A TETBURY craftsman has been helping indigenous Zimbabwean farmers build a strong future as part of a project to improve agriculture in the country.
Paul Nash, a partner in Evans and Nash Cotswold Drystone Wallers, travelled to the south of the African country to teach farmers traditional Cotswold dry-stone walling techniques for a project that aims to boost cultural biodiversity and sustainable agriculture in Zimbawe.
Paul was due back home this week after his four-day trip which was organised by the Sustainable Food Trust and the Christenson Fund, and co-ordinated by Duchy Home Farm on the Highgrove estate, near Tetbury. Many nomadic farmers in Zimbabwe have thorn bushes and shrubs surrounding their farms, which do not provide protection against animals such as wild pigs and porcupines eating their crops.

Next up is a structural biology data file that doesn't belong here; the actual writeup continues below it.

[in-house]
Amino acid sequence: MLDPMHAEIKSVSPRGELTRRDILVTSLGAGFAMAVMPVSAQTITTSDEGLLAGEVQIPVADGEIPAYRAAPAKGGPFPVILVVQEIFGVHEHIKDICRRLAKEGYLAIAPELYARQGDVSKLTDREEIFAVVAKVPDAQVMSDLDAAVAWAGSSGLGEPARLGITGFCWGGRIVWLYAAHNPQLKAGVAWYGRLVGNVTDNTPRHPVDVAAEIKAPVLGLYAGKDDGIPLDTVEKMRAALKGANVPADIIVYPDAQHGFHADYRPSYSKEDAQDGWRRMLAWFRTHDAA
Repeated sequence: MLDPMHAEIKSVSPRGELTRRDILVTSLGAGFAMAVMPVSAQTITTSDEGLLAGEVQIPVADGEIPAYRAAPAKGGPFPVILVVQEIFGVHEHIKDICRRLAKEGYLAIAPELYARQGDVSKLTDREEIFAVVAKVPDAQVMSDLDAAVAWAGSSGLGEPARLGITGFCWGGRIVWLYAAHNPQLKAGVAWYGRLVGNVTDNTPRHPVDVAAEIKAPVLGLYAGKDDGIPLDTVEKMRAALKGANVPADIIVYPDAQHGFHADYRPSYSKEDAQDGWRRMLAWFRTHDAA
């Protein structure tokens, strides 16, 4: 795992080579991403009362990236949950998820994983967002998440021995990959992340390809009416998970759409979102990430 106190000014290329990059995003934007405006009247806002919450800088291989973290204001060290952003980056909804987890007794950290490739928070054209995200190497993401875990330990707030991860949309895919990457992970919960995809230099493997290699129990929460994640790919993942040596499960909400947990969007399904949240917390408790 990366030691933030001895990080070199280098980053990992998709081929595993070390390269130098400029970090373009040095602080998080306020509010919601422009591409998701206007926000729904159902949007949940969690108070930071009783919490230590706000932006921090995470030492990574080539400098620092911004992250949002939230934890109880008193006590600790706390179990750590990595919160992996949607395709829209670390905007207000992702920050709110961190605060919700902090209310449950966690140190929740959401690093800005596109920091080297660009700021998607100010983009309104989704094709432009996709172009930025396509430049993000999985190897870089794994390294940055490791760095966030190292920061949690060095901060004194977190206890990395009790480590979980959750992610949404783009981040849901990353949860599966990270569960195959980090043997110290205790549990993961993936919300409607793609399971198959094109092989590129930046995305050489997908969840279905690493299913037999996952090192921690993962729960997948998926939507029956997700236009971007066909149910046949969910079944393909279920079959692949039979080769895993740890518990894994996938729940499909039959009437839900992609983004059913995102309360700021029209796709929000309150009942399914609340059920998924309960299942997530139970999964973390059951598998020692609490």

Paul educating the locals about dry-stone walling is part of a drive to teach modern farming techniques in underdeveloped countries.
He became involved after the Sustainable Food Trust approached Duchy Home Farm looking for an expert in the field.
Ken Wilson, of the Christenson Fund, which first identified Cotswolds stone walling as an ideal skill to pass on to African farmers, said Paul had been a massive hit in Zimbabwe with workers who wanted him to come back and give them more tuition.
“Paul is a really nice guy and a brilliant teacher who throws himself into everything,” he said.